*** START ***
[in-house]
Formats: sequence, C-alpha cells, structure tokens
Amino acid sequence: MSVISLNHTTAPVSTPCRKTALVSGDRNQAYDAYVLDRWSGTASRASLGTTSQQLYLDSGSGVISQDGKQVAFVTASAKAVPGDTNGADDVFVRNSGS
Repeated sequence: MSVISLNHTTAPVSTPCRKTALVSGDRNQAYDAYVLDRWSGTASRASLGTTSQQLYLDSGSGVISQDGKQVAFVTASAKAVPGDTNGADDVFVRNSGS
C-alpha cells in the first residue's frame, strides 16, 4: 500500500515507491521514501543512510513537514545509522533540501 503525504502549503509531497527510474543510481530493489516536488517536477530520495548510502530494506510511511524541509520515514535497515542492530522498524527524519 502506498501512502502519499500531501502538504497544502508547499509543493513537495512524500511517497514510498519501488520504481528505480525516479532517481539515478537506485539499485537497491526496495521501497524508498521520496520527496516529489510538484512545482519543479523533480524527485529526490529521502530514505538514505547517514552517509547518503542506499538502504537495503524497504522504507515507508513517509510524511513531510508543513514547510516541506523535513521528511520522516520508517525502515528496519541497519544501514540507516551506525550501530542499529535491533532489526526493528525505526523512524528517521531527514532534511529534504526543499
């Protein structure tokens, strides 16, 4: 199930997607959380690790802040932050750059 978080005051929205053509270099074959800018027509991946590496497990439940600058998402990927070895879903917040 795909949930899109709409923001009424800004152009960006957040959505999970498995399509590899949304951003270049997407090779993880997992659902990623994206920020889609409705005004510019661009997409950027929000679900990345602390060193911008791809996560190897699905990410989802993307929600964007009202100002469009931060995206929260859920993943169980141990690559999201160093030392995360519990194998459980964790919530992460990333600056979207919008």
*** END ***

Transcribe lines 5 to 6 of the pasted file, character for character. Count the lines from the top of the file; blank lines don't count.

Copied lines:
C-alpha cells in the first residue's frame, strides 16, 4: 500500500515507491521514501543512510513537514545509522533540501 503525504502549503509531497527510474543510481530493489516536488517536477530520495548510502530494506510511511524541509520515514535497515542492530522498524527524519 502506498501512502502519499500531501502538504497544502508547499509543493513537495512524500511517497514510498519501488520504481528505480525516479532517481539515478537506485539499485537497491526496495521501497524508498521520496520527496516529489510538484512545482519543479523533480524527485529526490529521502530514505538514505547517514552517509547518503542506499538502504537495503524497504522504507515507508513517509510524511513531510508543513514547510516541506523535513521528511520522516520508517525502515528496519541497519544501514540507516551506525550501530542499529535491533532489526526493528525505526523512524528517521531527514532534511529534504526543499
């Protein structure tokens, strides 16, 4: 199930997607959380690790802040932050750059 978080005051929205053509270099074959800018027509991946590496497990439940600058998402990927070895879903917040 795909949930899109709409923001009424800004152009960006957040959505999970498995399509590899949304951003270049997407090779993880997992659902990623994206920020889609409705005004510019661009997409950027929000679900990345602390060193911008791809996560190897699905990410989802993307929600964007009202100002469009931060995206929260859920993943169980141990690559999201160093030392995360519990194998459980964790919530992460990333600056979207919008």